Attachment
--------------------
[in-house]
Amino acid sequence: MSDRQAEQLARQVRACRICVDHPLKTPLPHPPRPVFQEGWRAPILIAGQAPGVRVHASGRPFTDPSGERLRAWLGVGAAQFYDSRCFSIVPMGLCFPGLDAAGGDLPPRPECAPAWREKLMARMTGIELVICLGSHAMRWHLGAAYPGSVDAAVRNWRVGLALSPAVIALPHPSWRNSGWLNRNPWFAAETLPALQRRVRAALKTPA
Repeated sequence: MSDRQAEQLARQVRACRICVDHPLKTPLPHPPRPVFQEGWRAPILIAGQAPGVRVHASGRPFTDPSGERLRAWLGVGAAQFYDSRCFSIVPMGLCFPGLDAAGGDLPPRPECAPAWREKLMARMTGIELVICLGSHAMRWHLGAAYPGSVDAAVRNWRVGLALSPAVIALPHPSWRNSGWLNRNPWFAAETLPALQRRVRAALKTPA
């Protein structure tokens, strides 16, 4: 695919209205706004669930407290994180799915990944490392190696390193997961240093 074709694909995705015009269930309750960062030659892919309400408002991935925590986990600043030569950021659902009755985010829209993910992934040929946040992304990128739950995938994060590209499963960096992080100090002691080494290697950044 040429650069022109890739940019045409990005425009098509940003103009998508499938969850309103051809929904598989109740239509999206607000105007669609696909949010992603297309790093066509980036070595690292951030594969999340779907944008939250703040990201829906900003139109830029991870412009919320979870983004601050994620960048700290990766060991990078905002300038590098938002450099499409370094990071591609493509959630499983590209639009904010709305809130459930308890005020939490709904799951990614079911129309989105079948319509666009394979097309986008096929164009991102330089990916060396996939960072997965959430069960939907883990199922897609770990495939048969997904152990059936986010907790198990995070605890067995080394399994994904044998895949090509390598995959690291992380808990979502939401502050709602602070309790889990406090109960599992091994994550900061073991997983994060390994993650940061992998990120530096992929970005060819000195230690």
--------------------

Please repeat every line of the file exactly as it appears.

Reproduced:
[in-house]
Amino acid sequence: MSDRQAEQLARQVRACRICVDHPLKTPLPHPPRPVFQEGWRAPILIAGQAPGVRVHASGRPFTDPSGERLRAWLGVGAAQFYDSRCFSIVPMGLCFPGLDAAGGDLPPRPECAPAWREKLMARMTGIELVICLGSHAMRWHLGAAYPGSVDAAVRNWRVGLALSPAVIALPHPSWRNSGWLNRNPWFAAETLPALQRRVRAALKTPA
Repeated sequence: MSDRQAEQLARQVRACRICVDHPLKTPLPHPPRPVFQEGWRAPILIAGQAPGVRVHASGRPFTDPSGERLRAWLGVGAAQFYDSRCFSIVPMGLCFPGLDAAGGDLPPRPECAPAWREKLMARMTGIELVICLGSHAMRWHLGAAYPGSVDAAVRNWRVGLALSPAVIALPHPSWRNSGWLNRNPWFAAETLPALQRRVRAALKTPA
């Protein structure tokens, strides 16, 4: 695919209205706004669930407290994180799915990944490392190696390193997961240093 074709694909995705015009269930309750960062030659892919309400408002991935925590986990600043030569950021659902009755985010829209993910992934040929946040992304990128739950995938994060590209499963960096992080100090002691080494290697950044 040429650069022109890739940019045409990005425009098509940003103009998508499938969850309103051809929904598989109740239509999206607000105007669609696909949010992603297309790093066509980036070595690292951030594969999340779907944008939250703040990201829906900003139109830029991870412009919320979870983004601050994620960048700290990766060991990078905002300038590098938002450099499409370094990071591609493509959630499983590209639009904010709305809130459930308890005020939490709904799951990614079911129309989105079948319509666009394979097309986008096929164009991102330089990916060396996939960072997965959430069960939907883990199922897609770990495939048969997904152990059936986010907790198990995070605890067995080394399994994904044998895949090509390598995959690291992380808990979502939401502050709602602070309790889990406090109960599992091994994550900061073991997983994060390994993650940061992998990120530096992929970005060819000195230690």